Turning Photos into 2.5 Parallax Animations with Machine Learning

For years, filmmakers have used 2.5D parallax to make static photos feel more dynamic, as in The Kid Stays In The Picture, the 2002 documentary about film producer Robert Evans that popularized the technique.

Traditionally, a video editor would use Photoshop to isolate the photo elements on separate layers, fill in the removed objects to complete the background, and animate the layers in a tool like After Effects. Here’s a typical tutorial, showing the time-consuming and tedious process.

Last September, a team at Adobe Research released a paper and video demonstrating a new technique for animating a still image with a virtual camera and zoom, adding parallax to create what they call “the 3D Ken Burns effect.”

This new technique uses deep learning and computer vision to turn a static photo into a 2.5D parallax animation in seconds, using a neural network to estimate depths, render a virtual camera through space, and fill in the missing areas.

On Monday night, researcher Simon Niklaus finally got permission to release the code, posting it to Github with a CC-NC license, allowing anyone to experiment with it for themselves.

Sample Animations

It’s incredibly fun to play with. I ran some famous images through it, and then put a call out to Twitter for more ideas. Here are the results. Click anywhere on the video to play it.

John Rooney/Associated Press, Ali vs. Liston (1965)
Alfred Eisenstaedt, V-J Day in Times Square (1945)
Elvis Presley and Richard Nixon (1970)
Pete Souza, Situation Room
Matt McClain/Washington Post, Gordon Sondland testifies
Disaster Girl
The Unexplainable Picture

Surprisingly, it even works on illustrations and paintings.

Martin Handford, Where’s Waldo
Georges Seurat, A Sunday Afternoon on the Island of La Grande Jatte

Try It Yourself

Unlike the Spleeter library, the Ken Burns 3D library requires using PyTorch with an Nvidia GPU with CUDA drivers. Sadly, Apple phased out CUDA support in Mojave, but there’s an even easier way to play around with it.

I created a Google Colab notebook here, which will let you process images on Google’s GPUs entirely in your browser.

If you’re unfamiliar with Colab, it can be a bit intimidating. Try this, and let me know if you get stuck.

  1. Open the Google Colab notebook.
  2. Click File->Open In Playground Mode to run it yourself.
  3. Click “Connect” to connect to a hosted runtime, a temporary Google server where the commands will run.
  4. From the “Runtime” menu, click “Run All.” A warning will pop up, you can click “Run Anyway.”
  5. On the left-hand side of the window, click the tab to open the Files sidebar.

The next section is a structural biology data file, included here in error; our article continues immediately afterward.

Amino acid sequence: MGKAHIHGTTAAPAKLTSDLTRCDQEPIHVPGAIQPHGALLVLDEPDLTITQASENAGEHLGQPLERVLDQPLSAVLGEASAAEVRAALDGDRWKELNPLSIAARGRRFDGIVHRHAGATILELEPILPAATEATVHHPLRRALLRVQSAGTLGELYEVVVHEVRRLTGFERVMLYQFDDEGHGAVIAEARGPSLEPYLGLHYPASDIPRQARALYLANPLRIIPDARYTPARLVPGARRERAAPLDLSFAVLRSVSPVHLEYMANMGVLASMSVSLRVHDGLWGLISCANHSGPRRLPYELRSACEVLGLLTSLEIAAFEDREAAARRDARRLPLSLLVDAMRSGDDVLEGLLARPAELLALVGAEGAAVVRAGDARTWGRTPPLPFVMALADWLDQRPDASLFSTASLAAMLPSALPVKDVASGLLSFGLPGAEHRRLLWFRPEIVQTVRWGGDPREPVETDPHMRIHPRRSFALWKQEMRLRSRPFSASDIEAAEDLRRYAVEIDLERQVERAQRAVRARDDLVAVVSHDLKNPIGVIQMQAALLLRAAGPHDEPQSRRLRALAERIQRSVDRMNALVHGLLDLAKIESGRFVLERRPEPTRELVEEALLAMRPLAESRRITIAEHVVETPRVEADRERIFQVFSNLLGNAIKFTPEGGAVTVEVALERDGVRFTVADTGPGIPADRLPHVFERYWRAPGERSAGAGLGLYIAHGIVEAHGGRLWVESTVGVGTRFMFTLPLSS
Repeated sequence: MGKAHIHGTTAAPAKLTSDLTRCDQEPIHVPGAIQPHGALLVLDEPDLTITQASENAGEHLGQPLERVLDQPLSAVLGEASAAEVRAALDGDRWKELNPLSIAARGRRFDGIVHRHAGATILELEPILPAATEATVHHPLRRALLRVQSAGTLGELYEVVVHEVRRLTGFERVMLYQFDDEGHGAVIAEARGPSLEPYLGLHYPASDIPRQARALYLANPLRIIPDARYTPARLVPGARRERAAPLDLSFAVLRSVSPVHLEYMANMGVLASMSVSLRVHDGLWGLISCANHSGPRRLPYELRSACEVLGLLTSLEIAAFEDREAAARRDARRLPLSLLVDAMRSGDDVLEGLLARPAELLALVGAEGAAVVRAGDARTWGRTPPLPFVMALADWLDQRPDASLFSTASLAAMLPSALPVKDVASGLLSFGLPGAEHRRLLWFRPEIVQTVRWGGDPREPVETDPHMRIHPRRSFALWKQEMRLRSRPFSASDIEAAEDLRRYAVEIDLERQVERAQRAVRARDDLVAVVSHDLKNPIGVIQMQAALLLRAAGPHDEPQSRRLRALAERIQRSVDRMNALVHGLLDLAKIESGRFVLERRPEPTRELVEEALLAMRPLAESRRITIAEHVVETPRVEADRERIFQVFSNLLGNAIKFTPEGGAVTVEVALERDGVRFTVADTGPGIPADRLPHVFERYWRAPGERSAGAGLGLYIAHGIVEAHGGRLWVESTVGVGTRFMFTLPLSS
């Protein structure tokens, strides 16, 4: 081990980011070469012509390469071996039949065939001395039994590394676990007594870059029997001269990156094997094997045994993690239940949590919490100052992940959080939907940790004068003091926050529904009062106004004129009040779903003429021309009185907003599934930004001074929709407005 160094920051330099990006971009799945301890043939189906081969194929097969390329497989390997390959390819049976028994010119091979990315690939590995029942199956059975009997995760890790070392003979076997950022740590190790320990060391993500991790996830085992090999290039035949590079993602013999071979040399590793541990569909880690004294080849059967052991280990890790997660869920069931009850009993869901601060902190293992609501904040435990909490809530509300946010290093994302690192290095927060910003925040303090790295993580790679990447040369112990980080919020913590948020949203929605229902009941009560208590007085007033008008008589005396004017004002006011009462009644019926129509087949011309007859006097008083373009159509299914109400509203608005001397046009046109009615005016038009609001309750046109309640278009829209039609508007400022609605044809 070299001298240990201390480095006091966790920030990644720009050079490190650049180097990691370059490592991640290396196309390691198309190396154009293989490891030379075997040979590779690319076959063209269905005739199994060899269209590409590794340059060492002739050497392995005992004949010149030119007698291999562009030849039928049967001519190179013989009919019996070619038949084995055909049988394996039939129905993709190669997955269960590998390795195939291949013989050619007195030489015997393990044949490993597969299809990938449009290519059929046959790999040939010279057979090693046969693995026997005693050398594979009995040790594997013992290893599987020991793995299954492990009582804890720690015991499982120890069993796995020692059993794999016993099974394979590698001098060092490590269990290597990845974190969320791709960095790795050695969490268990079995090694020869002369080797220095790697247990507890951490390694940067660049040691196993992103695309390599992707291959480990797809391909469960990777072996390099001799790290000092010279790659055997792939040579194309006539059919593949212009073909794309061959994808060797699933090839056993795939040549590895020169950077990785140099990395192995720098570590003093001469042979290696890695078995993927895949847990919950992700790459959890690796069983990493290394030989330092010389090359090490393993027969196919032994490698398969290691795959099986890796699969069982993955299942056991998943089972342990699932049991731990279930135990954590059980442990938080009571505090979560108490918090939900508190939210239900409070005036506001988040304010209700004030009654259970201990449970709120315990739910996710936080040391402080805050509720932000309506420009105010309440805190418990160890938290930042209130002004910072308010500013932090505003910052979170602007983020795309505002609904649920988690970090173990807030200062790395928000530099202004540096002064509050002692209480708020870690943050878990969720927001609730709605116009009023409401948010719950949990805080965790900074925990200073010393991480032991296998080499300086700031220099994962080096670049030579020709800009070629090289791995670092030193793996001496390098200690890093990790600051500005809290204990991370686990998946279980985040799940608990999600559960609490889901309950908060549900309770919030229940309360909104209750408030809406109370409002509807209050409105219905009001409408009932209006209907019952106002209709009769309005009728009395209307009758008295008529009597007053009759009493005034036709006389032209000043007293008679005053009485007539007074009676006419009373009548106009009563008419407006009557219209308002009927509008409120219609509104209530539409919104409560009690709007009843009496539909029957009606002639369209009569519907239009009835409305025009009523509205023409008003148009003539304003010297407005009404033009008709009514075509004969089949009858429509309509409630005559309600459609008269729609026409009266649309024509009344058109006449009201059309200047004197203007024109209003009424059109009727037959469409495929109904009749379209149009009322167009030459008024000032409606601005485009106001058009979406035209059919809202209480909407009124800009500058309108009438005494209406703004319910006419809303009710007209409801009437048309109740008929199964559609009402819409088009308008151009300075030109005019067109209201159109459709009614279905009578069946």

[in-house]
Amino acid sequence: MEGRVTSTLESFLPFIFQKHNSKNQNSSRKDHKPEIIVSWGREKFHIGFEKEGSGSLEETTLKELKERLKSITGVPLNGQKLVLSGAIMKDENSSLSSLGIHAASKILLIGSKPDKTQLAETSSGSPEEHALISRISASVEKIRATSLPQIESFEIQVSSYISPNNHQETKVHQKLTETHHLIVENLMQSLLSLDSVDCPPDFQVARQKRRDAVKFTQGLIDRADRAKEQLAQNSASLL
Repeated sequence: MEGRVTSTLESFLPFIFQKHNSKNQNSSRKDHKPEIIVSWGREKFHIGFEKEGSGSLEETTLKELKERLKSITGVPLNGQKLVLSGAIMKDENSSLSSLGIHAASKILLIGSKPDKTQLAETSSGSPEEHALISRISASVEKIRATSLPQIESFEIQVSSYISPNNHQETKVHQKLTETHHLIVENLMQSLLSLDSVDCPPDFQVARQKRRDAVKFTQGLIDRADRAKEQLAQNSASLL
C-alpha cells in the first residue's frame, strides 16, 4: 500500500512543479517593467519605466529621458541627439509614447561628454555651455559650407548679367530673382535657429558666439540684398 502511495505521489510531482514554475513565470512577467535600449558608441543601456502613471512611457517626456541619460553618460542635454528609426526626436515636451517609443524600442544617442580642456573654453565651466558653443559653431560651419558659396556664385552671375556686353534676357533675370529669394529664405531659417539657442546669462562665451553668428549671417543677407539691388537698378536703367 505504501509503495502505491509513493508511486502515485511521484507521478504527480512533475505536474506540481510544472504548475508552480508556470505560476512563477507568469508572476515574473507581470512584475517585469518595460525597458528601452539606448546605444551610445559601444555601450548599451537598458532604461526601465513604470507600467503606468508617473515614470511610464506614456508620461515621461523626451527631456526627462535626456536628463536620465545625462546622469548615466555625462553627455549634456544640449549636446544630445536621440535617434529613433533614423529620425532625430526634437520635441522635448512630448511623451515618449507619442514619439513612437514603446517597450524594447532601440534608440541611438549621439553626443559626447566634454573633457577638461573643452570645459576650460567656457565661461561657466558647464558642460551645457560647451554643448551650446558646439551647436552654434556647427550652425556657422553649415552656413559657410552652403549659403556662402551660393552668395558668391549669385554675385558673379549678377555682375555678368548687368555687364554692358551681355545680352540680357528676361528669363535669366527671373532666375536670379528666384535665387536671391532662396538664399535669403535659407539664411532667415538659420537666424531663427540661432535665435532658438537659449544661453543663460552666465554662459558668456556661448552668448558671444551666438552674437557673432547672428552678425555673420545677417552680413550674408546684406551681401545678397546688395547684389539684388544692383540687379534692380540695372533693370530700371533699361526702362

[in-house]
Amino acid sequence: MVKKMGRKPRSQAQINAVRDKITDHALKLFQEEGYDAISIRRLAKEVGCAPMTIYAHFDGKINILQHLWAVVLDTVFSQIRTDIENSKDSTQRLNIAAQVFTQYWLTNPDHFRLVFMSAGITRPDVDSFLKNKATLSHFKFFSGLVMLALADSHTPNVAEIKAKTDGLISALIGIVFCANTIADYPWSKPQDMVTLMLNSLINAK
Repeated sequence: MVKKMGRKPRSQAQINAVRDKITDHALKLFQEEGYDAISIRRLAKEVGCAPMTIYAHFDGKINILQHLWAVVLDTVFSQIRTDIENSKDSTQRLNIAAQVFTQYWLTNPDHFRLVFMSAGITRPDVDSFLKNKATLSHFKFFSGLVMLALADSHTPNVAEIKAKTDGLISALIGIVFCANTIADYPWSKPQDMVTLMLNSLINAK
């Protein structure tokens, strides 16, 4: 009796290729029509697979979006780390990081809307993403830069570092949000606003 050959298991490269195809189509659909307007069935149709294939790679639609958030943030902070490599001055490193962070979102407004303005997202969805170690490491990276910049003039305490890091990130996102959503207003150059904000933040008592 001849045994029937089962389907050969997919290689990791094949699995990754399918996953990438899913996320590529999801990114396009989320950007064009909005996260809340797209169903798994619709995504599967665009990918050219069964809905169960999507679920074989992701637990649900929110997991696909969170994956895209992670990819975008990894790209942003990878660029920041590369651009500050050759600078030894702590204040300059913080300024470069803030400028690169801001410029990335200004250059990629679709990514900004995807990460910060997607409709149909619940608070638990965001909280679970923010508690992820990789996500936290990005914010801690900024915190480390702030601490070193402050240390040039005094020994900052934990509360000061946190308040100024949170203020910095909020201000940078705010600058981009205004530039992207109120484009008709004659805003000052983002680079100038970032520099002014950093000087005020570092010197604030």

6. The final command processes the “doublestrike.jpg” sample image, and generates a new file in the /images directory called “autozoom.mp4.”
  7. Upload your own images by right-clicking the “images” folder and clicking Upload. Change the input/output filenames, and click the play button to run the final command again.

Good luck!

Update: This Google Colab notebook by Manuel Romero is much faster and easier to use, with a handy widget to upload files, process images in bulk, and download all the finished animations.


    Thank you for your article- and also for realisation as Colab notebook! The possibilities are so wonderful, even if sometimes a little bit buggy.
    I’ll write a blog about it!

    Can I run this on my computer? I have a RTX 2060 graphics card and 16GB of RAM. I don’t know anything about coding though.

    You don’t need to know how to code, but Mac won’t run CUDA drivers and installing all the prerequisites in Windows 10 can be a bit tricky. There’s one tutorial here, which will set you up for the instructions in the Ken Burns 3D Github. If this all sounds overwhelming, you might want to just stick with the Google Colab notebook.

    Thanks for the response. This is beyond me so I’ll stick with the Colab. How would I run the depth estimate function in Colab? The command is listed as [python depthestim.py –in ./images/doublestrike.jpg –out ./depthestim.npy]

    Starting with Manuel’s Colab notebook, just click the “+Code” button to add a new cell and paste in the command preceded with an exclamation point. I just tried running a cell with “!python depthestim.py –in ./images/doublestrike.jpg –out ./depthestim.npy” and it generated an .npy and .png file in the 3d-ken-burns folder with the depth map and estimate.

    In both notebooks, I get error: urllib.error.HTTPError: HTTP Error 403: Forbidden
    Can you verify that these notebooks still work?

    I’m getting this error

    Traceback (most recent call last):
    File “autozoom.py”, line 11, in
    import gevent

    Hi Andy – your instructions are very helpful. I’m with you up to “The final command processes the “doublestrike.jpg” sample image, and generates a new file in the /images directory called “autozoom.mp4.””

    What is “the final command”? Thanks!

    The final command in the Colab notebook is “!python autozoom.py –in ./images/doublestrike.jpg –out ./images/autozoom.mp4”. When that runs, it will generate the .MP4 file.

    Gottit. And (sorry to be a complete ignoramous, I have zero code knowledge) in which fields do I change the input/output filenames?


    Did I do something wrong. I didn’t get the mp4. There is also an error about a gevent module missing. What to do?

    Traceback (most recent call last):
    File “autozoom.py”, line 11, in
    import gevent
    ModuleNotFoundError: No module named ‘gevent’

    Its working and it looks very cool! Is the a way to modify the zoom length, direction and speed? I’d like to see if I can use it in a documentary I’m helping to make.

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